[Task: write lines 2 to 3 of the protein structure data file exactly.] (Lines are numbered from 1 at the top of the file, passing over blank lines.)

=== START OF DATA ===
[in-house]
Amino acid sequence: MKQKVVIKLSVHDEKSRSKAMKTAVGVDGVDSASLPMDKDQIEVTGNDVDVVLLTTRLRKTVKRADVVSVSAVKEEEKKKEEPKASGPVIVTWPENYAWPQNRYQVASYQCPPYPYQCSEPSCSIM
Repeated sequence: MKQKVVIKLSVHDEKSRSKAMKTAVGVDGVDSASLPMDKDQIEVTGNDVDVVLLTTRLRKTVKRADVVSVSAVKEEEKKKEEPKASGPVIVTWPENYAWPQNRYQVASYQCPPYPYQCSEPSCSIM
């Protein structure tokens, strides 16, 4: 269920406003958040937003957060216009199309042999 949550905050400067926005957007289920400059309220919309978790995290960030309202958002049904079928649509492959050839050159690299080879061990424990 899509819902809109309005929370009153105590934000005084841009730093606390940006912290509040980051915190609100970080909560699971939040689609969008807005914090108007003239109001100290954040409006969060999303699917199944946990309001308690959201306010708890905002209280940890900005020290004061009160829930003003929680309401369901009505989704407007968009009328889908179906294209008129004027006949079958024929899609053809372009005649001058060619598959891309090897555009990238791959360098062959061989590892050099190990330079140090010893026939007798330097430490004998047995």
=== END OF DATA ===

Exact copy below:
Amino acid sequence: MKQKVVIKLSVHDEKSRSKAMKTAVGVDGVDSASLPMDKDQIEVTGNDVDVVLLTTRLRKTVKRADVVSVSAVKEEEKKKEEPKASGPVIVTWPENYAWPQNRYQVASYQCPPYPYQCSEPSCSIM
Repeated sequence: MKQKVVIKLSVHDEKSRSKAMKTAVGVDGVDSASLPMDKDQIEVTGNDVDVVLLTTRLRKTVKRADVVSVSAVKEEEKKKEEPKASGPVIVTWPENYAWPQNRYQVASYQCPPYPYQCSEPSCSIM